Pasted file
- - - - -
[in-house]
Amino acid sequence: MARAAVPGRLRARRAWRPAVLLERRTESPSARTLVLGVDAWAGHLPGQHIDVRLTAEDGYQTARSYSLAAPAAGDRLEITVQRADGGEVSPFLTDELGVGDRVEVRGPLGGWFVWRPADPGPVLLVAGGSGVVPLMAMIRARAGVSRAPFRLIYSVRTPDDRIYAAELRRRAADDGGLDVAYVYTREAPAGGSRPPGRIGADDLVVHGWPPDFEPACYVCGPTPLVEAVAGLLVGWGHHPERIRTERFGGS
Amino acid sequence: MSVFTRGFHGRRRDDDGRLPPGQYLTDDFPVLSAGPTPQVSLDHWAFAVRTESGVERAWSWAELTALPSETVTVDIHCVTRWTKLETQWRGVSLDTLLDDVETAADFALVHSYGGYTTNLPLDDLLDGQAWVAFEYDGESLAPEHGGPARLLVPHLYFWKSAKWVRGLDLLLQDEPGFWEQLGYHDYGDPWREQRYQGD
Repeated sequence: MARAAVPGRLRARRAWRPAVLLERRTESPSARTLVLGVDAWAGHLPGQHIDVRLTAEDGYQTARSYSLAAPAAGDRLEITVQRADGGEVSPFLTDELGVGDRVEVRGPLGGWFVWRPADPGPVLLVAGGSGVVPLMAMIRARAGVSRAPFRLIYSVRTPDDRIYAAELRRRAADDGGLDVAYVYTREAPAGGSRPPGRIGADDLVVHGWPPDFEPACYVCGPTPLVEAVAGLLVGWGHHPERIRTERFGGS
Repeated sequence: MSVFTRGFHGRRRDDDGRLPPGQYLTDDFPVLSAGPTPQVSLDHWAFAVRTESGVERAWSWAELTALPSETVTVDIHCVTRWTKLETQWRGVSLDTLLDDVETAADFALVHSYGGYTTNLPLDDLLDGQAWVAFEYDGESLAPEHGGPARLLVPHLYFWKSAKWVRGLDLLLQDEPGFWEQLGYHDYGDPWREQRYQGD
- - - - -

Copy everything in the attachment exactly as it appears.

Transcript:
[in-house]
Amino acid sequence: MARAAVPGRLRARRAWRPAVLLERRTESPSARTLVLGVDAWAGHLPGQHIDVRLTAEDGYQTARSYSLAAPAAGDRLEITVQRADGGEVSPFLTDELGVGDRVEVRGPLGGWFVWRPADPGPVLLVAGGSGVVPLMAMIRARAGVSRAPFRLIYSVRTPDDRIYAAELRRRAADDGGLDVAYVYTREAPAGGSRPPGRIGADDLVVHGWPPDFEPACYVCGPTPLVEAVAGLLVGWGHHPERIRTERFGGS
Amino acid sequence: MSVFTRGFHGRRRDDDGRLPPGQYLTDDFPVLSAGPTPQVSLDHWAFAVRTESGVERAWSWAELTALPSETVTVDIHCVTRWTKLETQWRGVSLDTLLDDVETAADFALVHSYGGYTTNLPLDDLLDGQAWVAFEYDGESLAPEHGGPARLLVPHLYFWKSAKWVRGLDLLLQDEPGFWEQLGYHDYGDPWREQRYQGD
Repeated sequence: MARAAVPGRLRARRAWRPAVLLERRTESPSARTLVLGVDAWAGHLPGQHIDVRLTAEDGYQTARSYSLAAPAAGDRLEITVQRADGGEVSPFLTDELGVGDRVEVRGPLGGWFVWRPADPGPVLLVAGGSGVVPLMAMIRARAGVSRAPFRLIYSVRTPDDRIYAAELRRRAADDGGLDVAYVYTREAPAGGSRPPGRIGADDLVVHGWPPDFEPACYVCGPTPLVEAVAGLLVGWGHHPERIRTERFGGS
Repeated sequence: MSVFTRGFHGRRRDDDGRLPPGQYLTDDFPVLSAGPTPQVSLDHWAFAVRTESGVERAWSWAELTALPSETVTVDIHCVTRWTKLETQWRGVSLDTLLDDVETAADFALVHSYGGYTTNLPLDDLLDGQAWVAFEYDGESLAPEHGGPARLLVPHLYFWKSAKWVRGLDLLLQDEPGFWEQLGYHDYGDPWREQRYQGD